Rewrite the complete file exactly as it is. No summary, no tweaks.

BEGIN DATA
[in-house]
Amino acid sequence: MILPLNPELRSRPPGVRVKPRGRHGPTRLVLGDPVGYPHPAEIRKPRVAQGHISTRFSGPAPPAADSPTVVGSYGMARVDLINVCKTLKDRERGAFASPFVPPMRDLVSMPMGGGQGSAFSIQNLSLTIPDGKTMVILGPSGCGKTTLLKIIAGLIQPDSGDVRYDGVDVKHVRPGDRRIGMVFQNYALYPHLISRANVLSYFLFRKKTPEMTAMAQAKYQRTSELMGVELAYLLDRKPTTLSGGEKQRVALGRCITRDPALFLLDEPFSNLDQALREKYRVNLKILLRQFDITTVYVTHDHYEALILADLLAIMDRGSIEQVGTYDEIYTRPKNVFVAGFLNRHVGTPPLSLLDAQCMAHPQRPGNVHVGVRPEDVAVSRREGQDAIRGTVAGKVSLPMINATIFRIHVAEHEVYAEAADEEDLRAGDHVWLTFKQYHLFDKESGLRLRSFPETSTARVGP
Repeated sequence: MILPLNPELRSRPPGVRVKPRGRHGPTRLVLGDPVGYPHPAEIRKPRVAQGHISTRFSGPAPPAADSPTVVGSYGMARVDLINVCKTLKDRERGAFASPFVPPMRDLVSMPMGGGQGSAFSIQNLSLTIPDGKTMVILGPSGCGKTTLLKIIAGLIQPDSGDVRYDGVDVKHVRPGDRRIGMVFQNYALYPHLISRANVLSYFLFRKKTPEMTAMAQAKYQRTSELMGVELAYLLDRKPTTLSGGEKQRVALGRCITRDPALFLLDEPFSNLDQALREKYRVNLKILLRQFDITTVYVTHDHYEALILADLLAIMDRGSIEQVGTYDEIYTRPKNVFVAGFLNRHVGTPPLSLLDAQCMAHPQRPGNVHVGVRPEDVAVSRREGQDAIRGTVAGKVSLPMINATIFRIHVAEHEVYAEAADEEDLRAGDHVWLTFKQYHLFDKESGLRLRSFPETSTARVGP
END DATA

[in-house]
Amino acid sequence: MILPLNPELRSRPPGVRVKPRGRHGPTRLVLGDPVGYPHPAEIRKPRVAQGHISTRFSGPAPPAADSPTVVGSYGMARVDLINVCKTLKDRERGAFASPFVPPMRDLVSMPMGGGQGSAFSIQNLSLTIPDGKTMVILGPSGCGKTTLLKIIAGLIQPDSGDVRYDGVDVKHVRPGDRRIGMVFQNYALYPHLISRANVLSYFLFRKKTPEMTAMAQAKYQRTSELMGVELAYLLDRKPTTLSGGEKQRVALGRCITRDPALFLLDEPFSNLDQALREKYRVNLKILLRQFDITTVYVTHDHYEALILADLLAIMDRGSIEQVGTYDEIYTRPKNVFVAGFLNRHVGTPPLSLLDAQCMAHPQRPGNVHVGVRPEDVAVSRREGQDAIRGTVAGKVSLPMINATIFRIHVAEHEVYAEAADEEDLRAGDHVWLTFKQYHLFDKESGLRLRSFPETSTARVGP
Repeated sequence: MILPLNPELRSRPPGVRVKPRGRHGPTRLVLGDPVGYPHPAEIRKPRVAQGHISTRFSGPAPPAADSPTVVGSYGMARVDLINVCKTLKDRERGAFASPFVPPMRDLVSMPMGGGQGSAFSIQNLSLTIPDGKTMVILGPSGCGKTTLLKIIAGLIQPDSGDVRYDGVDVKHVRPGDRRIGMVFQNYALYPHLISRANVLSYFLFRKKTPEMTAMAQAKYQRTSELMGVELAYLLDRKPTTLSGGEKQRVALGRCITRDPALFLLDEPFSNLDQALREKYRVNLKILLRQFDITTVYVTHDHYEALILADLLAIMDRGSIEQVGTYDEIYTRPKNVFVAGFLNRHVGTPPLSLLDAQCMAHPQRPGNVHVGVRPEDVAVSRREGQDAIRGTVAGKVSLPMINATIFRIHVAEHEVYAEAADEEDLRAGDHVWLTFKQYHLFDKESGLRLRSFPETSTARVGP